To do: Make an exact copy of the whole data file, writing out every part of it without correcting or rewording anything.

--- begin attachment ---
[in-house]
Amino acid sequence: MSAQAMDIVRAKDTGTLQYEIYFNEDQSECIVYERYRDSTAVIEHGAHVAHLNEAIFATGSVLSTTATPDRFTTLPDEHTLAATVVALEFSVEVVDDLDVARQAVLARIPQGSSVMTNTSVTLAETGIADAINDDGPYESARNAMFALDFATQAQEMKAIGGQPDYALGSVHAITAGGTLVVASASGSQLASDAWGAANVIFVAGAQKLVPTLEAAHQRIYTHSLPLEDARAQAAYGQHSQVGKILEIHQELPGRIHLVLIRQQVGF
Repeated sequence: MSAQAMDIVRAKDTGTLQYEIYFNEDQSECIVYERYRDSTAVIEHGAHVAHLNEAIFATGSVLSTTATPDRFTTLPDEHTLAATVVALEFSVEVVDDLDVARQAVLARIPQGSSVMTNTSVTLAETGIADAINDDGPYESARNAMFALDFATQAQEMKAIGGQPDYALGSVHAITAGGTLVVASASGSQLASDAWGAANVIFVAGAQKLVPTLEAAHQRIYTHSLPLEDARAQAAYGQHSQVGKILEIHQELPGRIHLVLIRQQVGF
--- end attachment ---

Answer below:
[in-house]
Amino acid sequence: MSAQAMDIVRAKDTGTLQYEIYFNEDQSECIVYERYRDSTAVIEHGAHVAHLNEAIFATGSVLSTTATPDRFTTLPDEHTLAATVVALEFSVEVVDDLDVARQAVLARIPQGSSVMTNTSVTLAETGIADAINDDGPYESARNAMFALDFATQAQEMKAIGGQPDYALGSVHAITAGGTLVVASASGSQLASDAWGAANVIFVAGAQKLVPTLEAAHQRIYTHSLPLEDARAQAAYGQHSQVGKILEIHQELPGRIHLVLIRQQVGF
Repeated sequence: MSAQAMDIVRAKDTGTLQYEIYFNEDQSECIVYERYRDSTAVIEHGAHVAHLNEAIFATGSVLSTTATPDRFTTLPDEHTLAATVVALEFSVEVVDDLDVARQAVLARIPQGSSVMTNTSVTLAETGIADAINDDGPYESARNAMFALDFATQAQEMKAIGGQPDYALGSVHAITAGGTLVVASASGSQLASDAWGAANVIFVAGAQKLVPTLEAAHQRIYTHSLPLEDARAQAAYGQHSQVGKILEIHQELPGRIHLVLIRQQVGF